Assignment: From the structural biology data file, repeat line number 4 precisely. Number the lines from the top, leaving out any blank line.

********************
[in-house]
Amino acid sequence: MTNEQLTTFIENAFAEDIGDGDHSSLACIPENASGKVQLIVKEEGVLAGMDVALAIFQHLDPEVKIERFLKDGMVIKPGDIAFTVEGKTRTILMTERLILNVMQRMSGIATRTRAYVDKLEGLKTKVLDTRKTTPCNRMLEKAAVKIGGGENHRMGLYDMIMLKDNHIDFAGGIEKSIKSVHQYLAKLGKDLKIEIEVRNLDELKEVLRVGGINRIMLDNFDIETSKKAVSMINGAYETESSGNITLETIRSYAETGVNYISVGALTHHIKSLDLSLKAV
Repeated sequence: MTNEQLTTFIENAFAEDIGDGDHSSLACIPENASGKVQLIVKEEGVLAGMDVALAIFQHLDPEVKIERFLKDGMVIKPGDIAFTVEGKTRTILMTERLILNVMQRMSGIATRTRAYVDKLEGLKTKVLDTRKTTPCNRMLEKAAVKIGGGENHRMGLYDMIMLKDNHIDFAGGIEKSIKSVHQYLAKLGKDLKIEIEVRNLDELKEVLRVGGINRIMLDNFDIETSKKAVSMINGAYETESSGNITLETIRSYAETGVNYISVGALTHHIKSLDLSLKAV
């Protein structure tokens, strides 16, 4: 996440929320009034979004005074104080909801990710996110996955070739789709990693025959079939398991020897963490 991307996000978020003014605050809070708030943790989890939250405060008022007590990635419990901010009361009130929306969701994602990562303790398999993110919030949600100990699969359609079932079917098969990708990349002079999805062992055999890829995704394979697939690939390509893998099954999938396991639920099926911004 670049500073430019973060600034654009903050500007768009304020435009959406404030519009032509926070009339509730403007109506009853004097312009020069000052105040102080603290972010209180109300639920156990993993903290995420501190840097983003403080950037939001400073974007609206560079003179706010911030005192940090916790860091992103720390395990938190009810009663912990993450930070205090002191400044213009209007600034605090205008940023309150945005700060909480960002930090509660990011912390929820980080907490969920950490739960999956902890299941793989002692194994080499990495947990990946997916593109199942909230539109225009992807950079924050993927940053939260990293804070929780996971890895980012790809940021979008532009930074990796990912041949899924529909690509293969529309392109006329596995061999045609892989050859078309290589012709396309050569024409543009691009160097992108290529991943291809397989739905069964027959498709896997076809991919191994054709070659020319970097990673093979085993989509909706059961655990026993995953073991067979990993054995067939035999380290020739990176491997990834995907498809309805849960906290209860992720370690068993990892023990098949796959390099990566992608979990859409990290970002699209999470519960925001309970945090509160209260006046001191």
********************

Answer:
């Protein structure tokens, strides 16, 4: 996440929320009034979004005074104080909801990710996110996955070739789709990693025959079939398991020897963490 991307996000978020003014605050809070708030943790989890939250405060008022007590990635419990901010009361009130929306969701994602990562303790398999993110919030949600100990699969359609079932079917098969990708990349002079999805062992055999890829995704394979697939690939390509893998099954999938396991639920099926911004 670049500073430019973060600034654009903050500007768009304020435009959406404030519009032509926070009339509730403007109506009853004097312009020069000052105040102080603290972010209180109300639920156990993993903290995420501190840097983003403080950037939001400073974007609206560079003179706010911030005192940090916790860091992103720390395990938190009810009663912990993450930070205090002191400044213009209007600034605090205008940023309150945005700060909480960002930090509660990011912390929820980080907490969920950490739960999956902890299941793989002692194994080499990495947990990946997916593109199942909230539109225009992807950079924050993927940053939260990293804070929780996971890895980012790809940021979008532009930074990796990912041949899924529909690509293969529309392109006329596995061999045609892989050859078309290589012709396309050569024409543009691009160097992108290529991943291809397989739905069964027959498709896997076809991919191994054709070659020319970097990673093979085993989509909706059961655990026993995953073991067979990993054995067939035999380290020739990176491997990834995907498809309805849960906290209860992720370690068993990892023990098949796959390099990566992608979990859409990290970002699209999470519960925001309970945090509160209260006046001191």